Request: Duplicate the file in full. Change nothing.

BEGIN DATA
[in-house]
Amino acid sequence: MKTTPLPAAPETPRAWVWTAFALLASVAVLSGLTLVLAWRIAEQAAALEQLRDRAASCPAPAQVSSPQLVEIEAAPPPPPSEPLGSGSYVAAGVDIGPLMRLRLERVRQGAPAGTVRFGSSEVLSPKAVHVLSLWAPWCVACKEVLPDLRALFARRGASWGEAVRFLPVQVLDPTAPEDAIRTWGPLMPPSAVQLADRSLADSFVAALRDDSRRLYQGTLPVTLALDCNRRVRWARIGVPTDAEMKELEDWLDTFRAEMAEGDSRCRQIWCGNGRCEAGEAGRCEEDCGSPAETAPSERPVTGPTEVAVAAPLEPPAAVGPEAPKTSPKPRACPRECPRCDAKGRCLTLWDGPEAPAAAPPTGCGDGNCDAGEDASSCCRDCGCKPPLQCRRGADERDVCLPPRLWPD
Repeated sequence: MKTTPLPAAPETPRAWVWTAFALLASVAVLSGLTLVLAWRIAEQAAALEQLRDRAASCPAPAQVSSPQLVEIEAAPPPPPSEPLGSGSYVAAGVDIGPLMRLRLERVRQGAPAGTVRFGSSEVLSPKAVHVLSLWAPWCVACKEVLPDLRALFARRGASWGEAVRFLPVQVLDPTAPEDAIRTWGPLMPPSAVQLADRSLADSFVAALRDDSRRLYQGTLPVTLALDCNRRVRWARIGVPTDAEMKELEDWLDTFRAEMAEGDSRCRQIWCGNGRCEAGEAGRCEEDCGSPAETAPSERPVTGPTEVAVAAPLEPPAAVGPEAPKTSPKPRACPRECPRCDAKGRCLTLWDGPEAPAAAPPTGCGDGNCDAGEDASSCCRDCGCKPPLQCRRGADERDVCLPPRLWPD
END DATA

[in-house]
Amino acid sequence: MKTTPLPAAPETPRAWVWTAFALLASVAVLSGLTLVLAWRIAEQAAALEQLRDRAASCPAPAQVSSPQLVEIEAAPPPPPSEPLGSGSYVAAGVDIGPLMRLRLERVRQGAPAGTVRFGSSEVLSPKAVHVLSLWAPWCVACKEVLPDLRALFARRGASWGEAVRFLPVQVLDPTAPEDAIRTWGPLMPPSAVQLADRSLADSFVAALRDDSRRLYQGTLPVTLALDCNRRVRWARIGVPTDAEMKELEDWLDTFRAEMAEGDSRCRQIWCGNGRCEAGEAGRCEEDCGSPAETAPSERPVTGPTEVAVAAPLEPPAAVGPEAPKTSPKPRACPRECPRCDAKGRCLTLWDGPEAPAAAPPTGCGDGNCDAGEDASSCCRDCGCKPPLQCRRGADERDVCLPPRLWPD
Repeated sequence: MKTTPLPAAPETPRAWVWTAFALLASVAVLSGLTLVLAWRIAEQAAALEQLRDRAASCPAPAQVSSPQLVEIEAAPPPPPSEPLGSGSYVAAGVDIGPLMRLRLERVRQGAPAGTVRFGSSEVLSPKAVHVLSLWAPWCVACKEVLPDLRALFARRGASWGEAVRFLPVQVLDPTAPEDAIRTWGPLMPPSAVQLADRSLADSFVAALRDDSRRLYQGTLPVTLALDCNRRVRWARIGVPTDAEMKELEDWLDTFRAEMAEGDSRCRQIWCGNGRCEAGEAGRCEEDCGSPAETAPSERPVTGPTEVAVAAPLEPPAAVGPEAPKTSPKPRACPRECPRCDAKGRCLTLWDGPEAPAAAPPTGCGDGNCDAGEDASSCCRDCGCKPPLQCRRGADERDVCLPPRLWPD